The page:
"We were used to being given, given, given, given so many things," he added.  "Yes, the majority of us could maybe not take it well coming from that kind of life of being given so many things to, you know, going and standing on your own, doing things on your own, because it is really tough."

Muchina learned how to design and make jewelry, skills that he taught for 14 years within the National Council of Churches and a subsequent organization.    

In 1984, he and two others created Trinity Jewelry Crafts in the low-income area of Dandora, where they worked for about a decade before moving to Kariobangi.

Muchina achieved another feat: having one of the first Kenyan companies, and one of three in Africa, to join the World Fair Trade Organization in 1991.

As a fair trader, Muchina's company provides its employees with salaries, health benefits, a pension and savings plan, emergency loans, profit-sharing and group decision-making.

"We had to carry the same, old idea of working with poor people from the slums," explained Muchina.  "That is where we came from. We knew the problem, and of course we wanted to also help the same kind of people who had gone through the same problems that we had gone [through]."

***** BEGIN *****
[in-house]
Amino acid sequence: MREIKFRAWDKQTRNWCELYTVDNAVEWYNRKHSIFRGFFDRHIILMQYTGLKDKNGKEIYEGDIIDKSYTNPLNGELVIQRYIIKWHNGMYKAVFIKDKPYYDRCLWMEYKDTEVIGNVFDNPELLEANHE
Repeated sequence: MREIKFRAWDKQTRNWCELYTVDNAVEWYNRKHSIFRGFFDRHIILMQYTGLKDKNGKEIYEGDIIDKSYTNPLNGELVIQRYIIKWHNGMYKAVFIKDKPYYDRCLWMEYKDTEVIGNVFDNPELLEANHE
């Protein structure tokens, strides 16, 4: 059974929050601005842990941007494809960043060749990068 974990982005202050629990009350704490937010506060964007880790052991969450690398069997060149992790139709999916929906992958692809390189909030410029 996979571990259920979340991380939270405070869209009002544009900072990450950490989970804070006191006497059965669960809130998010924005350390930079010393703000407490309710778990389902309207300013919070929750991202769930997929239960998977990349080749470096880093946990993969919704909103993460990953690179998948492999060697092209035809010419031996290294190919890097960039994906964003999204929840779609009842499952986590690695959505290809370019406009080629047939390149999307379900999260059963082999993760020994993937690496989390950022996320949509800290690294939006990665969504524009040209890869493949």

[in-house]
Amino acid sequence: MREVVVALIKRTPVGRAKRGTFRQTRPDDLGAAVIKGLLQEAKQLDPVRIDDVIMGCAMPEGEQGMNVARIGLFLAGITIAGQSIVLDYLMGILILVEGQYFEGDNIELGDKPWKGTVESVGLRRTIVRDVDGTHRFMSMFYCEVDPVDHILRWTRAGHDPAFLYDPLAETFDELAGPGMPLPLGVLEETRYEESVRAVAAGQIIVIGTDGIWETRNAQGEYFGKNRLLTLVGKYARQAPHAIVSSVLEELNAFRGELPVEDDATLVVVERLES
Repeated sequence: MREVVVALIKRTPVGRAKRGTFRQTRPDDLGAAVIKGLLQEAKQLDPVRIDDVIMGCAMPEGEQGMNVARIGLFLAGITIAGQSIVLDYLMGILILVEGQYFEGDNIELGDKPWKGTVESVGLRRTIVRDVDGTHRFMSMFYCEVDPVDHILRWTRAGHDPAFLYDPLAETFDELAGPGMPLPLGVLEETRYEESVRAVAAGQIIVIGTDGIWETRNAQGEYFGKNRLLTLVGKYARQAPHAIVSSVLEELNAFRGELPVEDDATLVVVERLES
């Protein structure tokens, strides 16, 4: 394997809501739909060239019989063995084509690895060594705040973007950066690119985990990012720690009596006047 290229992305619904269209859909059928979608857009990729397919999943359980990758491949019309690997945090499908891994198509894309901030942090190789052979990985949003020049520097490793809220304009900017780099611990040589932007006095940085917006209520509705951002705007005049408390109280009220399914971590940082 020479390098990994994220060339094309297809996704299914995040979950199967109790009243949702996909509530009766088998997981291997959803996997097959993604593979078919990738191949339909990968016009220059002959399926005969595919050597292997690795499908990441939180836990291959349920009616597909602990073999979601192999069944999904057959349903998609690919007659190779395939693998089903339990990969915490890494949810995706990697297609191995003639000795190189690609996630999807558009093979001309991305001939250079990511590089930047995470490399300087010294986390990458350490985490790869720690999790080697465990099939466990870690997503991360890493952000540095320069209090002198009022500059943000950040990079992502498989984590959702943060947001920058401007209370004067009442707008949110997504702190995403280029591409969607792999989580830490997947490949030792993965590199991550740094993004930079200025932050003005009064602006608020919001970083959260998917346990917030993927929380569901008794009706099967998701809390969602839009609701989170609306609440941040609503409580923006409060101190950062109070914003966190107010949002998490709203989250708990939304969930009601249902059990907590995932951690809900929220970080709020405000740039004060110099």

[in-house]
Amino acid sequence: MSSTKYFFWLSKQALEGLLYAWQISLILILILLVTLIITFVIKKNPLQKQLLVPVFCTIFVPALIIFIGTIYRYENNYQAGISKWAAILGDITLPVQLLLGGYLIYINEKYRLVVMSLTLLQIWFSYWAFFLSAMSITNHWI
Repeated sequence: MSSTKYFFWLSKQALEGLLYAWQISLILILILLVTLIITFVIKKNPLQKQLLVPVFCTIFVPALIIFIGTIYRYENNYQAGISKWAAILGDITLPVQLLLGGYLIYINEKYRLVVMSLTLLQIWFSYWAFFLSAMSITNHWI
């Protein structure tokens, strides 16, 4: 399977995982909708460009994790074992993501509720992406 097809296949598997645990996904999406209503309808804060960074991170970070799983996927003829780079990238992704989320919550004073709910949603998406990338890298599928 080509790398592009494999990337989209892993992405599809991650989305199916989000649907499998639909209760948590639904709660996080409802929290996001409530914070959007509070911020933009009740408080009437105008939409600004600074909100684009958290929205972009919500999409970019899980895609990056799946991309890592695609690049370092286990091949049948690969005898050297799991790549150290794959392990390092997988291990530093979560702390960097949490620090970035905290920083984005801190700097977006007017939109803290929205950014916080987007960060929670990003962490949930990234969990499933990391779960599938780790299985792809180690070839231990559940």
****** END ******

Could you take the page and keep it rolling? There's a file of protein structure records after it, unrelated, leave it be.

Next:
Some two million people - about half of Nairobi's population - are estimated to live in 200 slums, or informal settlements.

Informal settlements are not included in city planning. Most residents do not receive basic services such as running water, sewage pipes and electricity. Only 24 percent of residents have access to toilet facilities at household level, with up to 200 people sharing a single latrine in some neighborhoods.

And, more than half of Kenya's population lives below the poverty line.

Muchina says his business, and others like it, produce a multiplier effect with the country's poor.

"After now, you learned and get out - go and start your own business - then others would come and be trained also," said Muchina.  "You create that space, give space for others to come be trained and also go out and do something."

All this, while immortalizing Africa's rich cultures.

You May Like

China May Be Biggest Winner From Ukraine Crisis

Missile sales, oil and gas shipments are among many areas that may drive Beijing and Moscow closer together in coming years More